It is fairly standard practice for companies to try to give their customers what they want, even if it makes no sense. Perhaps the most notable recent example was Johnson and Johnson,
It is fairly standard practice for companies to try to give their customers what they want, even if it makes no sense. Perhaps the most notable recent example was Johnson and Johnson, which bowed to pressure from consumers (aka environmentalist and consumer activist groups that supposedly represent consumers) to remove quaternium-15 from their No More Tears baby shampoo.
Quaternium-15 is a preservative which acts by slowly decomposing and giving off minute amounts of formaldehyde the active preservative. Johnson and Johnson had been under fire for years from the always (or is it never?) accurate Environmental Working Group to change a formula that had been used since 1953
Why? This is answered by Heather White, the executive director of EWG: We don t know the answer to that. But why is there a carcinogen in their shampoo? When in doubt, take it out. Brilliant.
White, whose degree from the University of Tennessee College of Law undoubtedly prepared her to deal with complex toxicology issues, latched on to the OJ defense mantra science by rhyming. The result: J&J, rather than risk being labeled as baby killers, caved.
In today s Irony News, J&Js new formula now contains three preservatives. One of them, sodium benzoate, is described on EWG s own website as being responsible for ADHD and cancer in children. The other two, ethylhexylglycerine and phenoxyethanol are both described by the group: HIGH concerns: Irritation (skin, eyes, or lungs), Occupational hazards; Other MODERATE concerns: Organ system toxicity (non-reproductive).
So, other than maybe EWG s bank account, it is reasonable to ask whether there were any health benefits from this change. You decide.
Hershey is now pandering to the anti-you-name-it crowd. They are going all natural!
ACSH s Dr. Josh Bloom points out a few fallacies in their new marketing approach: First, they are now doing away with the ghastly man-made chemical vanillin, which is used to give vanilla its flavor and replacing it with vanilla extract. I wonder if they realize that the principal chemical that gives vanilla extract its flavor is ¦ vanillin. Damn, that s progress if I ve ever seen it.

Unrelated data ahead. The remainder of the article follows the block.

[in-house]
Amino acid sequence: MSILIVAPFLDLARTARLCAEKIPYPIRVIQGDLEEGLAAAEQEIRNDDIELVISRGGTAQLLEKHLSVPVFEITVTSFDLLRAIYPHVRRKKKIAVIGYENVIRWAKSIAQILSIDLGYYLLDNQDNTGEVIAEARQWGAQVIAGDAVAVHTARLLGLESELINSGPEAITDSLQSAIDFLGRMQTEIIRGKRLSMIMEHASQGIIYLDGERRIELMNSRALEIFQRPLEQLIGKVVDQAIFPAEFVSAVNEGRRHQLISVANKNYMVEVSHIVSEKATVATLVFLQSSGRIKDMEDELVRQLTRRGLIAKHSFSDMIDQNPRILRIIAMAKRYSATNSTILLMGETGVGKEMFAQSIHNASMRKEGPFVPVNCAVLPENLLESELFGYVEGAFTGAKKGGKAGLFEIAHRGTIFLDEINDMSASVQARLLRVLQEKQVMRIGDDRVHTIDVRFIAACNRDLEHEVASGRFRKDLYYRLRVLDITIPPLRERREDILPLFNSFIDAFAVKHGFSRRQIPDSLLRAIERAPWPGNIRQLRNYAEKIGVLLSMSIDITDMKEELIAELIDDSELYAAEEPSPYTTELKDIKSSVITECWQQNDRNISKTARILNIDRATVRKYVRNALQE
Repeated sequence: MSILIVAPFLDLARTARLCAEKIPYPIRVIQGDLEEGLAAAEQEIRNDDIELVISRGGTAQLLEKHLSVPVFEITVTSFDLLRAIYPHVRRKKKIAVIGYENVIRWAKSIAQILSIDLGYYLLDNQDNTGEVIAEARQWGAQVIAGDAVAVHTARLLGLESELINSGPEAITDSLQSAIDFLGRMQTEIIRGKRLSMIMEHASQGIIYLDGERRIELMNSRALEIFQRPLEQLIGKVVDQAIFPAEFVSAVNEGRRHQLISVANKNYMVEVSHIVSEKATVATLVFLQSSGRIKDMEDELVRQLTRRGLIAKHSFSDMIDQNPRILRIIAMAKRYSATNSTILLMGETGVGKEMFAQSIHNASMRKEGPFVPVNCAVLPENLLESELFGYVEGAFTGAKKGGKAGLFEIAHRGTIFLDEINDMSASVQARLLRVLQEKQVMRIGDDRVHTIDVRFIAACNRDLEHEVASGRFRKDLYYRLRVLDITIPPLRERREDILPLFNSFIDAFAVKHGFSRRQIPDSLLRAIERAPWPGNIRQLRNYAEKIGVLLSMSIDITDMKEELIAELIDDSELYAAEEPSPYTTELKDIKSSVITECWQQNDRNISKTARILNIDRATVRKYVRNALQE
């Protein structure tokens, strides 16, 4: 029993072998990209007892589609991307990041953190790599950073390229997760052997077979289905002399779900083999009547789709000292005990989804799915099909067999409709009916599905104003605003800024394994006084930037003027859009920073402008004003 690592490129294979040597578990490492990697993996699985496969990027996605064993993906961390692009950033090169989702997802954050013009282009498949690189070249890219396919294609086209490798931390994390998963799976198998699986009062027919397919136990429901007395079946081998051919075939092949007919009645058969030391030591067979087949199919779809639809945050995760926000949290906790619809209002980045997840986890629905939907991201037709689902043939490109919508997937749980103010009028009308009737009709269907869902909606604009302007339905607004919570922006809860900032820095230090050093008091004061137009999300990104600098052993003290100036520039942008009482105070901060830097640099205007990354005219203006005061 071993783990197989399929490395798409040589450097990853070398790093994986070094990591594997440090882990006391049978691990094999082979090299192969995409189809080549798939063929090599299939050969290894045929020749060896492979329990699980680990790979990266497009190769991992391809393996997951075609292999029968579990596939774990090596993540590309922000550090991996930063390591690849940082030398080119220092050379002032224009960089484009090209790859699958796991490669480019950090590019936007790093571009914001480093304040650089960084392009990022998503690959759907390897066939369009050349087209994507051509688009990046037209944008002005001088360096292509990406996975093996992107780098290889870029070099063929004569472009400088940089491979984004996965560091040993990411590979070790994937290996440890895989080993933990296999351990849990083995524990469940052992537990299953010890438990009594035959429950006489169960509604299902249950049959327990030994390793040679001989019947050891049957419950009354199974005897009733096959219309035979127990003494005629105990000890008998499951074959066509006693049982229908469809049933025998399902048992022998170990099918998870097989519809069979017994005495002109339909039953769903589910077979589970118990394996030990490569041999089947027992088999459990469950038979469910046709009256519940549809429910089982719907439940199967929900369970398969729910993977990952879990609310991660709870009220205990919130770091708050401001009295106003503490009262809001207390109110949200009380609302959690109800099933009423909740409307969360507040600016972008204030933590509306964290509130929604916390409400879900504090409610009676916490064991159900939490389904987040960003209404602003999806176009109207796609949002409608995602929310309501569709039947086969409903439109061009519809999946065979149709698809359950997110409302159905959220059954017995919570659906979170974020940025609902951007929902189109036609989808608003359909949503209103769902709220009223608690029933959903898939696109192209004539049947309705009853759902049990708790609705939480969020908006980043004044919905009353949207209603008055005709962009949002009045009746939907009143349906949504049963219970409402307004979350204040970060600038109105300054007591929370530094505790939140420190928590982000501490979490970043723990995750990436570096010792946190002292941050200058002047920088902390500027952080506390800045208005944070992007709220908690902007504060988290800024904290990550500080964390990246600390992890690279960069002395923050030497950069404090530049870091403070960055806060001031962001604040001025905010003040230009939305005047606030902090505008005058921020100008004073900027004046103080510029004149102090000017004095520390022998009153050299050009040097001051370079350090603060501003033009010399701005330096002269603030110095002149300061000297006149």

Another meaningless claim is the GMO-free nonsense. Among other things, this means that they will not be using sugar that is derived from GM sugar beets. But, as we have repeatedly noted, the sugar (sucrose) from GM-sugar beets is completely indistinguishable from the sugar (sucrose!) derived from any other source, such as non-GM sugar beets, or sugar cane. Strike two.
Finally, regarding the natural is good fallacy, consider a huge story, also from this week. Thousands of dogs were killed by consuming food contaminated by mycotoxins a class of highly toxic, carcinogenic chemicals which are produced by mold. These are natural.
Dr. Bloom says, The Whole Foods marketing model nothing artificial, no preservatives, no chemicals, etc. has certainly caught on. Too bad it s a bunch of nonsense. Except when it comes to suckering people into paying twice as much for the same thing that just happens to have a green label on it.
The real reason, as you may have guessed by now, for the move by Hershey is clear as organic water. From The Guardian, Hershey s rival Nestle has recently announced they would remove artificial ingredients from their products.
Yep Hershey is going green. The same color as money.